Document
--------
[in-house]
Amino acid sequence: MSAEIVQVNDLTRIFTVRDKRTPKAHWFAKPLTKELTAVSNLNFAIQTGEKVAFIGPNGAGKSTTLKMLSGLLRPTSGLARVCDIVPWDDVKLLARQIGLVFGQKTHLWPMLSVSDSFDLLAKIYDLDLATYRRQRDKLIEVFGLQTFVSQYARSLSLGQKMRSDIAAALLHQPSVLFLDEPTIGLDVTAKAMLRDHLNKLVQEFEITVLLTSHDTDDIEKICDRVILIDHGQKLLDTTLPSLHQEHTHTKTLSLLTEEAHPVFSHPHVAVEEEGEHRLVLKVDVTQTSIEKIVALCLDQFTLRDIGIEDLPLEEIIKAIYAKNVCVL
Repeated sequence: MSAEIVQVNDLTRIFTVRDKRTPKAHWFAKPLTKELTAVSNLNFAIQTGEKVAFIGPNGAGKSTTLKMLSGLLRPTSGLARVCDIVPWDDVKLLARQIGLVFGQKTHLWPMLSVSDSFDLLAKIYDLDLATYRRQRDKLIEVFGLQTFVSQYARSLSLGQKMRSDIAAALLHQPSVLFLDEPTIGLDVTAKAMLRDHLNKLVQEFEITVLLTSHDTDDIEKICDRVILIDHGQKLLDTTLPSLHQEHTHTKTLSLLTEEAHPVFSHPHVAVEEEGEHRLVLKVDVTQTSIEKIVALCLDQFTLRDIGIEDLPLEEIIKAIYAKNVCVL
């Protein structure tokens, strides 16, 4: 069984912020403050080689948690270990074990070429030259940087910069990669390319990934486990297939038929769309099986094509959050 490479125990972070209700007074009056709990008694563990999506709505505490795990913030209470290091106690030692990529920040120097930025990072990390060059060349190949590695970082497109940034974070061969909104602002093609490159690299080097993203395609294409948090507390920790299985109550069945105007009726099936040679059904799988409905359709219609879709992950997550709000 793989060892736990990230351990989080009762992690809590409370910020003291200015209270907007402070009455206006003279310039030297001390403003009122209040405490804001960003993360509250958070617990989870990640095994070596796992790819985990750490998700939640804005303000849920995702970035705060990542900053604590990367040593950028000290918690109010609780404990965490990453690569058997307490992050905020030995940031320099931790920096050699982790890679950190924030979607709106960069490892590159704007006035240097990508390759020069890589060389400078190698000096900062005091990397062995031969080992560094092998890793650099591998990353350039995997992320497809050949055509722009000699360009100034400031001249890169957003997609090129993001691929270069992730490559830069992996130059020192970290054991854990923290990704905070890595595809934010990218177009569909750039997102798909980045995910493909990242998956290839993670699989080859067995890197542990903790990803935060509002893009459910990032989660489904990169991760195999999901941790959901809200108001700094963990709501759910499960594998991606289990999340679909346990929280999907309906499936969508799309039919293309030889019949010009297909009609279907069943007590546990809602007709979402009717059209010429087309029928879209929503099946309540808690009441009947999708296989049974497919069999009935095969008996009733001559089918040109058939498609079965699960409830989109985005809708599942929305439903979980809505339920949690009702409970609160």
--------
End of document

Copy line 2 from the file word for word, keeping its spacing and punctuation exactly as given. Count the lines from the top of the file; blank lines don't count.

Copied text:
Amino acid sequence: MSAEIVQVNDLTRIFTVRDKRTPKAHWFAKPLTKELTAVSNLNFAIQTGEKVAFIGPNGAGKSTTLKMLSGLLRPTSGLARVCDIVPWDDVKLLARQIGLVFGQKTHLWPMLSVSDSFDLLAKIYDLDLATYRRQRDKLIEVFGLQTFVSQYARSLSLGQKMRSDIAAALLHQPSVLFLDEPTIGLDVTAKAMLRDHLNKLVQEFEITVLLTSHDTDDIEKICDRVILIDHGQKLLDTTLPSLHQEHTHTKTLSLLTEEAHPVFSHPHVAVEEEGEHRLVLKVDVTQTSIEKIVALCLDQFTLRDIGIEDLPLEEIIKAIYAKNVCVL